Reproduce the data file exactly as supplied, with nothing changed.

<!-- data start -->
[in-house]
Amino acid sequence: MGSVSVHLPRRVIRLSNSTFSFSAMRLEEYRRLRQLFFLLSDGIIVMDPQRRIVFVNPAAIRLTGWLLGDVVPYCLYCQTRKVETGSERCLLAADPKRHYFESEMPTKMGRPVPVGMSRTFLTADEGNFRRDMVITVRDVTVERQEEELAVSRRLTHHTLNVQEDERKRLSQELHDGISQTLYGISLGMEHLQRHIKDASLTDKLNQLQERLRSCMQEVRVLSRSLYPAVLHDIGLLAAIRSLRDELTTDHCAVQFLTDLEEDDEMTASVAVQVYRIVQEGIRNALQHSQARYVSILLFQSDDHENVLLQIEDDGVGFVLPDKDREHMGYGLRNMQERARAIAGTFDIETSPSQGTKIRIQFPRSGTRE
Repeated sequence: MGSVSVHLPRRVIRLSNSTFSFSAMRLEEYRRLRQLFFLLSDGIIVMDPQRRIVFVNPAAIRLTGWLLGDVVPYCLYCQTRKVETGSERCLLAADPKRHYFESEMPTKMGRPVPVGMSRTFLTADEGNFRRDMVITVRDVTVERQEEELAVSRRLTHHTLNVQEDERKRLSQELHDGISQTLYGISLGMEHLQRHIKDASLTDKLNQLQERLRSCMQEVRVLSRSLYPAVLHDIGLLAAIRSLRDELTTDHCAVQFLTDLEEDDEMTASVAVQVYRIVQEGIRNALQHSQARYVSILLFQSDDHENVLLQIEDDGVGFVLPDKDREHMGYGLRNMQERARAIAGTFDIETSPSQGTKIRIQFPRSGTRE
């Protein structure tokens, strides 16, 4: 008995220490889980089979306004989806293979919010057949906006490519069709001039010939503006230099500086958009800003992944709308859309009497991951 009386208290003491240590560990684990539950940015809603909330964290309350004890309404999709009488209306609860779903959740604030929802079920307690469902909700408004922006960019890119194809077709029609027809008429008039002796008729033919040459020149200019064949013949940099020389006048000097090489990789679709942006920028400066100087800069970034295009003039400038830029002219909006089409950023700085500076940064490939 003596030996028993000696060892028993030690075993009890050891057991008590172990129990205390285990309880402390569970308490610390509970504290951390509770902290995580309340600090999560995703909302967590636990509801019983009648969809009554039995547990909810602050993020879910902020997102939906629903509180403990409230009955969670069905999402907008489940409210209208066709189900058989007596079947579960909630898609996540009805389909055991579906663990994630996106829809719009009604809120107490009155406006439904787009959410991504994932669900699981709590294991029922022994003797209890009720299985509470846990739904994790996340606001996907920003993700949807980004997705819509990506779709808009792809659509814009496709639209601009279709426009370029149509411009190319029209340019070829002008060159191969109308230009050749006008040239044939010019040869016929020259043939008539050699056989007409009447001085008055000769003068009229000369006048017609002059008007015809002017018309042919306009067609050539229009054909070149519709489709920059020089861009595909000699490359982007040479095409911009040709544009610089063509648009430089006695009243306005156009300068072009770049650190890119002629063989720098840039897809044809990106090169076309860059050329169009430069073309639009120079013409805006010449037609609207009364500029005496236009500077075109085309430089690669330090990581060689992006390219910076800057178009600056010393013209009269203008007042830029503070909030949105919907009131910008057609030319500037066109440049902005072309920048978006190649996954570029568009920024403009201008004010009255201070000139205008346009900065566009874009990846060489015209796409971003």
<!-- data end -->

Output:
[in-house]
Amino acid sequence: MGSVSVHLPRRVIRLSNSTFSFSAMRLEEYRRLRQLFFLLSDGIIVMDPQRRIVFVNPAAIRLTGWLLGDVVPYCLYCQTRKVETGSERCLLAADPKRHYFESEMPTKMGRPVPVGMSRTFLTADEGNFRRDMVITVRDVTVERQEEELAVSRRLTHHTLNVQEDERKRLSQELHDGISQTLYGISLGMEHLQRHIKDASLTDKLNQLQERLRSCMQEVRVLSRSLYPAVLHDIGLLAAIRSLRDELTTDHCAVQFLTDLEEDDEMTASVAVQVYRIVQEGIRNALQHSQARYVSILLFQSDDHENVLLQIEDDGVGFVLPDKDREHMGYGLRNMQERARAIAGTFDIETSPSQGTKIRIQFPRSGTRE
Repeated sequence: MGSVSVHLPRRVIRLSNSTFSFSAMRLEEYRRLRQLFFLLSDGIIVMDPQRRIVFVNPAAIRLTGWLLGDVVPYCLYCQTRKVETGSERCLLAADPKRHYFESEMPTKMGRPVPVGMSRTFLTADEGNFRRDMVITVRDVTVERQEEELAVSRRLTHHTLNVQEDERKRLSQELHDGISQTLYGISLGMEHLQRHIKDASLTDKLNQLQERLRSCMQEVRVLSRSLYPAVLHDIGLLAAIRSLRDELTTDHCAVQFLTDLEEDDEMTASVAVQVYRIVQEGIRNALQHSQARYVSILLFQSDDHENVLLQIEDDGVGFVLPDKDREHMGYGLRNMQERARAIAGTFDIETSPSQGTKIRIQFPRSGTRE
């Protein structure tokens, strides 16, 4: 008995220490889980089979306004989806293979919010057949906006490519069709001039010939503006230099500086958009800003992944709308859309009497991951 009386208290003491240590560990684990539950940015809603909330964290309350004890309404999709009488209306609860779903959740604030929802079920307690469902909700408004922006960019890119194809077709029609027809008429008039002796008729033919040459020149200019064949013949940099020389006048000097090489990789679709942006920028400066100087800069970034295009003039400038830029002219909006089409950023700085500076940064490939 003596030996028993000696060892028993030690075993009890050891057991008590172990129990205390285990309880402390569970308490610390509970504290951390509770902290995580309340600090999560995703909302967590636990509801019983009648969809009554039995547990909810602050993020879910902020997102939906629903509180403990409230009955969670069905999402907008489940409210209208066709189900058989007596079947579960909630898609996540009805389909055991579906663990994630996106829809719009009604809120107490009155406006439904787009959410991504994932669900699981709590294991029922022994003797209890009720299985509470846990739904994790996340606001996907920003993700949807980004997705819509990506779709808009792809659509814009496709639209601009279709426009370029149509411009190319029209340019070829002008060159191969109308230009050749006008040239044939010019040869016929020259043939008539050699056989007409009447001085008055000769003068009229000369006048017609002059008007015809002017018309042919306009067609050539229009054909070149519709489709920059020089861009595909000699490359982007040479095409911009040709544009610089063509648009430089006695009243306005156009300068072009770049650190890119002629063989720098840039897809044809990106090169076309860059050329169009430069073309639009120079013409805006010449037609609207009364500029005496236009500077075109085309430089690669330090990581060689992006390219910076800057178009600056010393013209009269203008007042830029503070909030949105919907009131910008057609030319500037066109440049902005072309920048978006190649996954570029568009920024403009201008004010009255201070000139205008346009900065566009874009990846060489015209796409971003």